I had originally expected to write that this is the must-read book of 2019 (if you didn’t read it on publication in 2018). Then I thought it was a damp squib. Finally I’ve decided it’s the most annoying and exasperating book of the decade. It’s a very bad book; which is catastrophic, because this immensely important topic (psychology, and the impact of modern genetics on it) needs a very good book. This isn’t it. The core and centre of the book is a statement of the blindingly obvious: that our genes are a crucial component of who we are physically and psychologically. We’ve always known that. Remarkably, Plomin never acknowledges the fact that we’ve been selectively breeding for hundreds of thousands of years. Consider your parents. In the vast majority of cases, they mated voluntarily with a partner whom they had selected for ‘fitness’ (Darwinian sense). They probably chose an attractive and intelligent partner, which is why you are probably attractive and intelligent. They will also have selected for temperament, again choosing the best ‘fit’ for their own. You, marvellous, wonderful you, are the end product of an unbroken line of successful genetic choices made by all your ancestors. This is true for all species, which is why our gardens are full of wondrous blue tits and blackbirds and sparrowhawks. The power of this genetic selecting is particularly visible where it is controlled and directed, as it is with domestic animals. Over a mere forty thousand years we have bred wolves into a huge variety of dogs of very different physical characteristics and temperaments – cute and meek, fierce and aggressive, and so on. So it is a given that modern genetics will reveal that there is a DNA basis for the varieties of human being we encounter and interact with. Plomin reveals nothing new. However, his claim is that DNA makes all the difference, and that environmental factors are basically irrelevant. He presumably wants to do this to justify his whole career, and he certainly wants to do it to sell books. But he badly distorts the case, is guilty of special pleading, and contradicts himself. Additionally, the book is badly written, as I shall demonstrate. The subtitle of the book, ‘How DNA Makes Us Who We Are’, is a fudge, because Plomin never defines what is meant by ‘who we are’, and the term is infinitely interpretable. But there is worse than this. As early as p.5 he says ‘inherited DNA differences account for about 50 per cent of our psychological differences. In other words, inherited DNA differences are the main reason why we are who we are.’ Well no, Robert. You just said 50%. Which means that other things account for the other 50%. That’s half and half; before we even begin to question the detail of your first sentence. By p.72 we have: ‘half of the differences between people are due to the environment, not to genetics’, which seems a promising caveat, but then on the very next page he writes: ‘environmental influences shared by family members do not make a difference.’ Either he’s using language in an unfamiliar way, or there’s something odd going on in his argument. What is odd eventually becomes clear on p.80, where he finally gets round to saying what he wants to say with the statement: ‘The systematic, stable and long-lasting source of who we are is DNA.’ The other 50% of effect, the environmental influences, he dismisses as ‘gloomy’ because they’re not stable and systematic (and presumably therefore less analysable). ‘The salient environment might be unsystematic, idiosyncratic, or serendipitous events’, he writes. Well yes, Robert, that’s what life is. Far from being ‘gloomy’, it’s the essence of lives, and defines each individual’s life and life experiences. It’s what makes lives worth living, and makes us who we are. Alas, there is still worse to come. The book is the wrong way round, because Part Two, ‘The DNA revolution’ (I hate that word) needs to be read before Part 1 (‘Why DNA matters’). Part Two presents the scientific background on which Part One depends. And Part Two undermines Plomin’s thesis. Firstly he uses a physical characteristic, height, as a simple way to show how genes affect outcomes for individuals. This may make the explanation clearer, but he has admitted on p.13 that ‘measurement of psychological traits is less clear cut’. You bet it is. Plomin, for instance, constantly uses the word ‘intelligence’, but no definition of what is meant by ‘intelligence’ is offered. We can probably all agree on what is meant by height; we will probably have fierce arguments about what we mean by intelligence. Secondly, even the simple example he uses – height – shows the failure of his thesis. The analysis depends on statistics, and he ignores the first law of statistics (even though he several times says we need to keep it in mind), that statistics only apply to groups of individuals and not to individuals within those groups. No family in the UK has 1.9 children, for example. The failure of his reasoning is revealed in one of the charts he hopes to use to illustrate it (Ch.12, Fig.5, p.142). On p.140 he claims that ‘with DNA, you could tell that I am tall without even looking at me.’ Well, no. Because his genetic profile says he’s in the 90th percentile for height, he may well be tall. But he may in fact be quite short, as Fig. 5 shows. As he says on p.143, ‘The highest polygenic score for height … is for an individual whose actual height is slightly below average.’ In other words, DNA profiles may predict tendencies for your group, but they do not tell you about your individual case. This is absolutely crucial. Absolutely. Because Plomin rashly extends the argument to education. On p.154 he writes ‘What if you find out that one of your children has a low score for educational attainment…’? Well, rather than despairing, I would perhaps read p.157: ‘many individuals from the group with the lowest polygenic scores have higher GCSE scores than people in the group with the highest polygenic scores. And vice versa.’ In other words, individuals are individuals. You can’t predict what will happen to any given individual, regardless of what may be the statistical probability for the group to which they belong. And when we add the 50% of effects which Plomin says are non-genetic, we can predict even less. With this is in mind we can return to Part One and question much of what Plomin asserts. If his basic reasoning doesn’t stand scrutiny, his derived reasoning is on poor foundations, and sections like ‘Parents matter, but they don’t make a difference’ can be critically interrogated. My assertion that the book is badly written (who edited it, if anybody? (oh, ‘Laura Stickney, editor at Penguin’)) is partly based on the confusions and contradictions already noted, but there is worse. Unforgivably, for a scientist, Plomin falls into both the ‘incredible’ and the ‘literally’ traps. Thus on p.30: ‘…it is incredible to find…’ Well no, Robert. You are precisely arguing that it is credible to find. You’re just saying it’s not what some people would expect. Then on the very next page: ‘heritability of 50 per cent is literally way off the scale.’ No, Robert. That sentence is gibberish. And if a serious scientist cannot be more precise with language, we’re in trouble. Conclusion: this is not a must-read book. It’s close to being a must-avoid book. Which, as I say, is a catastrophic, because the material Plomin is discussing is hugely important. Polygenic profiling is going to have far-reaching consequences in fields like healthcare and insurance during the coming years and decades, and we need to understand it and discuss it. But we need a better guide than this. Addendum. I wrote this review before reading the final section, ‘Our Future is DNA’. This section is frankly scary. Ignoring the nature of statistics and his own statement, turning statistical possibilities into individual certainties, Plomin presents a grim vision of where we could end up if the psychologists rule, as they may. p.165: ‘Treatments can … be tailored to individuals on the basis of their polygenic scores.’ p.166: ‘… if we can target individuals at high genetic risk it would be cost effective to intervene at a personal level, for example, providing extended one-on-one cognitive behavioural therapy.’ We face a prospective barrage of interventions for a host of psychological ‘risks’, often, if the ADHD industry is anything to go by, through drugs. Plomin himself (85th percentile for schizophrenia) would have been taken away and intervened with as a child. All this because ‘polygenic scores make it possible to identify individuals who are at risk’ (p.166), although in one of his characteristic self-contradictions he says on the very same page ‘the word “risk” should be avoided in relation to polygenic scores’. And all this despite his acknowledgement that his findings apply only to groups and not to individuals. And all this despite his earlier claims that environmental factors and interventions, such as education, don’t make a difference. Be afraid. Be very afraid.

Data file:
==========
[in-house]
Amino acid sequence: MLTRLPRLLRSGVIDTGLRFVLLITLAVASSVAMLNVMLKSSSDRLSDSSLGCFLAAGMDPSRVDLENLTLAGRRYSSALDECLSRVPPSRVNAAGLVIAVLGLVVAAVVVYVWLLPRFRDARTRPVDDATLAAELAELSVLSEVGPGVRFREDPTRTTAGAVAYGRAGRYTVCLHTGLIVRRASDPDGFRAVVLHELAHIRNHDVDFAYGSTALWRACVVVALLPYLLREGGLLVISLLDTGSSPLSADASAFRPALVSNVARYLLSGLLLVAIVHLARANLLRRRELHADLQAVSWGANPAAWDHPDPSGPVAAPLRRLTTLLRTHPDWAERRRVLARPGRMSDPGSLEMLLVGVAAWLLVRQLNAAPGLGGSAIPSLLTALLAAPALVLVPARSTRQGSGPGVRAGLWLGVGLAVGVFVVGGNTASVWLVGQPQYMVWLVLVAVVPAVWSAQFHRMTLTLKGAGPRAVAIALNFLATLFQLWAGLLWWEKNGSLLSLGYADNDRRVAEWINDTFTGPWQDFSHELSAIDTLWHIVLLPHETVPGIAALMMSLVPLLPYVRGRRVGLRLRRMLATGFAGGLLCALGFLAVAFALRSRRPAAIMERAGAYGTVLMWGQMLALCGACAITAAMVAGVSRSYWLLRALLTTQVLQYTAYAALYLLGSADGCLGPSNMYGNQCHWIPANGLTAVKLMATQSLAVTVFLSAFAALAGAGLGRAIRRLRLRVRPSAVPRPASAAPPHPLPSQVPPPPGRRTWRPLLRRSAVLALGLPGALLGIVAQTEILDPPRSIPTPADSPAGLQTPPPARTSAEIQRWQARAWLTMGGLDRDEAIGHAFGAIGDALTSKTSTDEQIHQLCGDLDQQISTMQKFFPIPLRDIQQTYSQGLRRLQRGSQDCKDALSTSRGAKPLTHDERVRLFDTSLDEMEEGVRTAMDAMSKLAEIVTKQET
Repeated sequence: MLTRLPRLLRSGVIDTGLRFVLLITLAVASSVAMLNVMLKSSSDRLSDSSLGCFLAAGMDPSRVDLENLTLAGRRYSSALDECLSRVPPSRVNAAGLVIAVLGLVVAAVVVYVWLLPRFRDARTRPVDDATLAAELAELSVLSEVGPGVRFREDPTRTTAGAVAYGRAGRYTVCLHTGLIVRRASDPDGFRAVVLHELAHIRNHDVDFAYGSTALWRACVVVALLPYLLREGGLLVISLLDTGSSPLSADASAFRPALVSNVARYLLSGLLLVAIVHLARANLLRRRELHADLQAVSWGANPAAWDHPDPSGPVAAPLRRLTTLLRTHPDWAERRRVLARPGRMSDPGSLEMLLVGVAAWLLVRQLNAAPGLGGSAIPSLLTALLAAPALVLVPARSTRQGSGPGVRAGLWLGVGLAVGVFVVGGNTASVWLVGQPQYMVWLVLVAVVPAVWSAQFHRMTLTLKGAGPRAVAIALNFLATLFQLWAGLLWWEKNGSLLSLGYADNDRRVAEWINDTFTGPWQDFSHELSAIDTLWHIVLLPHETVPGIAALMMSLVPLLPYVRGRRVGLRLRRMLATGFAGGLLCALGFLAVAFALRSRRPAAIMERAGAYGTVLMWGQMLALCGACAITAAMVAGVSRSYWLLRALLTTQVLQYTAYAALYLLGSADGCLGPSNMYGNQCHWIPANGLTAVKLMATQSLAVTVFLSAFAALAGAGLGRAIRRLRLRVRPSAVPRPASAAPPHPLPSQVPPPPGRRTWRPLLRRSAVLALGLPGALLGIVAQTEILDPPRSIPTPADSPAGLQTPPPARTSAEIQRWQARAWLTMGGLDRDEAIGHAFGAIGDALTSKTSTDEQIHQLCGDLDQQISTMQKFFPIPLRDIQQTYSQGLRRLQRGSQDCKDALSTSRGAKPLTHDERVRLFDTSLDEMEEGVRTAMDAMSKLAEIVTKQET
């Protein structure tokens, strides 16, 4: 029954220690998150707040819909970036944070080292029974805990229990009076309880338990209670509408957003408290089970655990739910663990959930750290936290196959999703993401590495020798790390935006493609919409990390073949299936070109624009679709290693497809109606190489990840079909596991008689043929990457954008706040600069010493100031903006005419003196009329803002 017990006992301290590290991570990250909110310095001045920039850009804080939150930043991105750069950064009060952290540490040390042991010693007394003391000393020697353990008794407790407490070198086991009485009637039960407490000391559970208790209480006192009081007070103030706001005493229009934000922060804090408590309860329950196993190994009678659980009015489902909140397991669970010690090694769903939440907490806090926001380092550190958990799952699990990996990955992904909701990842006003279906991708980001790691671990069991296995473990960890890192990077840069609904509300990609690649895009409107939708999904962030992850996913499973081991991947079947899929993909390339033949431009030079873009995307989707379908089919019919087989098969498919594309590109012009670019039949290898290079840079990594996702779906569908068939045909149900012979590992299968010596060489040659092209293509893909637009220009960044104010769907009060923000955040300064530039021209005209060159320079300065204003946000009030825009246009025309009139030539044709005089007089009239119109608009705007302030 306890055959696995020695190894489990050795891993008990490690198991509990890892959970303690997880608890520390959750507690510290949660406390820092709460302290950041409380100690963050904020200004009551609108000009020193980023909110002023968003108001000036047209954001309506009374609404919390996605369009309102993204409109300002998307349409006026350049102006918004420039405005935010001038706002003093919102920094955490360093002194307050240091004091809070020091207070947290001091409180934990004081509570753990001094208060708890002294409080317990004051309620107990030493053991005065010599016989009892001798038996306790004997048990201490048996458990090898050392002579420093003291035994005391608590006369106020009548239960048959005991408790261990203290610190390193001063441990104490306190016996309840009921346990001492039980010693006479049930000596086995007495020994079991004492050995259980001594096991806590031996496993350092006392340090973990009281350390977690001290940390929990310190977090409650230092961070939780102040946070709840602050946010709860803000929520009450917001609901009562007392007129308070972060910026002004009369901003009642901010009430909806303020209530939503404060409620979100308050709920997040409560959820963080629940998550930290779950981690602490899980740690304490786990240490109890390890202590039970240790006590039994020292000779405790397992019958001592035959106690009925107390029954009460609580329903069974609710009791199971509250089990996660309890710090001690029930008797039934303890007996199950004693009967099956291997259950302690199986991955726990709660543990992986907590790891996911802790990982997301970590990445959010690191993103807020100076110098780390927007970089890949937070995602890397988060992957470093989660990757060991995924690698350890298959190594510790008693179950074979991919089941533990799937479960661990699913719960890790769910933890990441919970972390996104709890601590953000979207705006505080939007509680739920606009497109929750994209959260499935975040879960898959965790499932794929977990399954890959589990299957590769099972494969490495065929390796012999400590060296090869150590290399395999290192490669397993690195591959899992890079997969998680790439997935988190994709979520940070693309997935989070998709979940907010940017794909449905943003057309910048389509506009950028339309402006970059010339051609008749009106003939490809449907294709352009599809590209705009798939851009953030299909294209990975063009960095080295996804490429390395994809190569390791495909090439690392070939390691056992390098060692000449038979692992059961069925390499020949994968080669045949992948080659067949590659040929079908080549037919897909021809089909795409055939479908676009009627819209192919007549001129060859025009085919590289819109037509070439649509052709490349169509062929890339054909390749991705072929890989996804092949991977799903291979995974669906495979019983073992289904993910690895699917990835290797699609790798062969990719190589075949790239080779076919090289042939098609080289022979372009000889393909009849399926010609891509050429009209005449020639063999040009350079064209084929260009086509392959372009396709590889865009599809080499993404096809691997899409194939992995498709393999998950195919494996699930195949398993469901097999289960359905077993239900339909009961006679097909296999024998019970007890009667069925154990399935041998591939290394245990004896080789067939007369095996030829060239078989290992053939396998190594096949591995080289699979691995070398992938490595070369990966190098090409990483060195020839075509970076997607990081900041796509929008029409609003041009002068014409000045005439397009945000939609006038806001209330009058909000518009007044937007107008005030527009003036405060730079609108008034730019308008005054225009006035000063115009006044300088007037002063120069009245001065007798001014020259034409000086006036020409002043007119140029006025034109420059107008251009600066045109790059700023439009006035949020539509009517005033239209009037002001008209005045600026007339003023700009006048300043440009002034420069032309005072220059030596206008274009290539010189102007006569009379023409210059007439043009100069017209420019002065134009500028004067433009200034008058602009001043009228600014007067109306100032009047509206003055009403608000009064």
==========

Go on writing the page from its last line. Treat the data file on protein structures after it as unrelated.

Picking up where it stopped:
2019 Thumbnail Review #1 The Secret Network of Nature by Peter Wohlleben